Mortgage holders may be able to receive separate payments for their housing costs if they’re also claiming Universal Credit. However, state benefit claimants may also be able to receive a loan from the government to help with mortgage interest payments.
Eligible claimants may be able to claim a Support for Mortgage Interest (SMI) loan.
If the loan is awarded, the government will end up paying the interest on up to £200,000 of the claimant’s mortgage (or up to £100,000 if they’re on pension credit.)
This loan can also be used to cover the interest of a loan taken out to cover essential repairs or improvement to the home.
Additionally, it can also be used to buy an ex-partner’s share in the home if separation has occurred.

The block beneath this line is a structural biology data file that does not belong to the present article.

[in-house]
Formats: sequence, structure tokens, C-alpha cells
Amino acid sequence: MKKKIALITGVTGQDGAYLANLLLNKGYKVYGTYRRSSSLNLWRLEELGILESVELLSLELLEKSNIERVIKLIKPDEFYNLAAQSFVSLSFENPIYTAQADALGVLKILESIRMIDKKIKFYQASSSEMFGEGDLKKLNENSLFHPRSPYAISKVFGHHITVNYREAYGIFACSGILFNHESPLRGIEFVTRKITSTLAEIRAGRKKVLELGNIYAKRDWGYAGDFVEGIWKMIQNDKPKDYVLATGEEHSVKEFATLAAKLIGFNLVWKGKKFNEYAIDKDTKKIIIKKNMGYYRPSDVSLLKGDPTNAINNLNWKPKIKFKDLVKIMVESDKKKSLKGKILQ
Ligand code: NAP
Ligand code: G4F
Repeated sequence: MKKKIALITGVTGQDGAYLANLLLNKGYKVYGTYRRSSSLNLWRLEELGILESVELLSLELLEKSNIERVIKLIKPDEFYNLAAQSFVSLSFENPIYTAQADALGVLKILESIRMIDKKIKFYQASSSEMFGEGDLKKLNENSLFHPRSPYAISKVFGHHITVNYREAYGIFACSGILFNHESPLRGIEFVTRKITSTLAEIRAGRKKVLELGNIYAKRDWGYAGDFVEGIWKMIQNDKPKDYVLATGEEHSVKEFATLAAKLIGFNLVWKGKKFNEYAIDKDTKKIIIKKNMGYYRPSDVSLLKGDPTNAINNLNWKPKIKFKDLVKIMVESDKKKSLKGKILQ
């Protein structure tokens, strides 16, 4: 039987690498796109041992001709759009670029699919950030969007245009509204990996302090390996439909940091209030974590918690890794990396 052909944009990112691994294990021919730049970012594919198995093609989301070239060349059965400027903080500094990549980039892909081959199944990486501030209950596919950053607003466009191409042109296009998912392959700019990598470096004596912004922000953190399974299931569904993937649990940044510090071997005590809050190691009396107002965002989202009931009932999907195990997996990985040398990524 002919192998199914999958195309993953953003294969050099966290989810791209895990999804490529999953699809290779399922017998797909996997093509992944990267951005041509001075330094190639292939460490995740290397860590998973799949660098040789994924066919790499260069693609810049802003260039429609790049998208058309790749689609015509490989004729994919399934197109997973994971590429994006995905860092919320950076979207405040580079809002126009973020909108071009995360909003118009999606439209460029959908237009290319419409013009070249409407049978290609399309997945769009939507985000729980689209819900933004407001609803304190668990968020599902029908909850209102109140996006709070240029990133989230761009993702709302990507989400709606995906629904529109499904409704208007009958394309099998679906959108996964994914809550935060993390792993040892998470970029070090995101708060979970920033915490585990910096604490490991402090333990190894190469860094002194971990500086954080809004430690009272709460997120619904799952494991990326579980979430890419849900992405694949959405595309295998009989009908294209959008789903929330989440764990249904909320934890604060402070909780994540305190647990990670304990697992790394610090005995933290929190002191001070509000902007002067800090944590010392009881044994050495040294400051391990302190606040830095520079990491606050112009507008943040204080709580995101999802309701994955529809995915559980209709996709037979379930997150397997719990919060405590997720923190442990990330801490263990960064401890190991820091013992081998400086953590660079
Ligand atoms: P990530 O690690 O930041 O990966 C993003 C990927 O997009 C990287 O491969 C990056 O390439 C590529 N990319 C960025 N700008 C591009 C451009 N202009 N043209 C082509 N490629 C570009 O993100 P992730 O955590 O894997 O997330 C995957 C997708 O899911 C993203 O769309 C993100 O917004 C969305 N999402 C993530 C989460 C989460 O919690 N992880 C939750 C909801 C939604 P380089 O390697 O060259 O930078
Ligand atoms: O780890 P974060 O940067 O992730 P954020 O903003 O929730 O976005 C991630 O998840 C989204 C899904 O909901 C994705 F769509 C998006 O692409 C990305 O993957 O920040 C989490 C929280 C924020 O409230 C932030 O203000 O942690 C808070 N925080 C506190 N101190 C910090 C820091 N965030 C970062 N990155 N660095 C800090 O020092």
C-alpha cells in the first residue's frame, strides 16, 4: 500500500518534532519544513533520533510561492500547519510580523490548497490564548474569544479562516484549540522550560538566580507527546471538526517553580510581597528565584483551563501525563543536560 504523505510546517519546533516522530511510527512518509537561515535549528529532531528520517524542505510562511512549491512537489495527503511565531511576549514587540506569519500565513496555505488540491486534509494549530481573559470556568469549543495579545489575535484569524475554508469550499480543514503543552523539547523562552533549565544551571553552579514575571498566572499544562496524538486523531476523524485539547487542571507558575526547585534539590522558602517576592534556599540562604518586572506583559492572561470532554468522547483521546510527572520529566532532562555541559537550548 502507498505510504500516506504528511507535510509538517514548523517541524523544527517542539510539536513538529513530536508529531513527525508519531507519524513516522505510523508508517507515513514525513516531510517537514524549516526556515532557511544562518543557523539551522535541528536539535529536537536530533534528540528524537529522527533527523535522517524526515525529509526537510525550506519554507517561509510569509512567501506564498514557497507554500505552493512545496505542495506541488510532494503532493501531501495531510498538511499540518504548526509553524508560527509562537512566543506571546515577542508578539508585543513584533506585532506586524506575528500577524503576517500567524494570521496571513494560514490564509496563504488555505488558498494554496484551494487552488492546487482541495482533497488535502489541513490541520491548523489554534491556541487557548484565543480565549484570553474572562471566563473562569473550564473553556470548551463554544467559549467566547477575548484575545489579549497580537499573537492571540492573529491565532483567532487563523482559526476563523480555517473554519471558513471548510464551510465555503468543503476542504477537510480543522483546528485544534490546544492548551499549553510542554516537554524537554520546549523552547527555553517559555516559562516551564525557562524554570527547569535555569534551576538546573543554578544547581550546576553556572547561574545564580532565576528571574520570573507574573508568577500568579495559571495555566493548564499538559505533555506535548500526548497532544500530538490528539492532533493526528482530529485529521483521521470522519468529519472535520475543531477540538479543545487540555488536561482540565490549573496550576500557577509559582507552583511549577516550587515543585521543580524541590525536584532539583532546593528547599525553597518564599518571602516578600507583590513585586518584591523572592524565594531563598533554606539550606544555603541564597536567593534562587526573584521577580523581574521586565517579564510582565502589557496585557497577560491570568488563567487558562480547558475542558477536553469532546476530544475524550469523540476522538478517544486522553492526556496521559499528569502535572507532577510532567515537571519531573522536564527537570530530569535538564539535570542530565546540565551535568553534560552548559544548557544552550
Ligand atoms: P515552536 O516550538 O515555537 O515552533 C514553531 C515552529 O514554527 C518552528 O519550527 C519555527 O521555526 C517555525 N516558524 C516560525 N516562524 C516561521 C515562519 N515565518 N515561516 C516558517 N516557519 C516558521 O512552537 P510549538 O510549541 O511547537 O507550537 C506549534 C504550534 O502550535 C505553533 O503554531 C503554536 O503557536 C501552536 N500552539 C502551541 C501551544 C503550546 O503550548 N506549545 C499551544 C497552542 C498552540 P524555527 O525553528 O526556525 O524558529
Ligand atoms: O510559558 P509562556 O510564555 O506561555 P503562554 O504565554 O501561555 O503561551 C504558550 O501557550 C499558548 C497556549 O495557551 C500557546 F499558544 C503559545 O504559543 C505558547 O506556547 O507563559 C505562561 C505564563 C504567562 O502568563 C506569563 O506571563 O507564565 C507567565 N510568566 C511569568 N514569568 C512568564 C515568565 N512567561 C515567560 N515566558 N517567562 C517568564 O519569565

Currently, there is a 39-week waiting period from the time a person can claim SMI until the payment is made according to the Money Advice Service.
If a claimant does any paid work during this waiting period the claim will stop and they’ll need to reapply the next time they find themselves out of work.
How long a person can get SMI for will depend on the type of state benefit they’re also receiving.
If the claimant is receiving jobseekers allowance they’ll only be able to get SMI for up to two years.
It should be remembered that SMI is a loan and will therefore have interest rate factors associated with it.
The loan will accrue each month and attract compound interest based on the Office of Budget (OBR) responsibility forecast of the ‘gilt rate’ (or the rate of interest on government bonds).
The interest rate on this will fluctuate and as such it could go up or down during the time the claimant has the loan.
The minimum amount that can be repaid at any one time is £100 and DWP will ensure that they receive full repayments.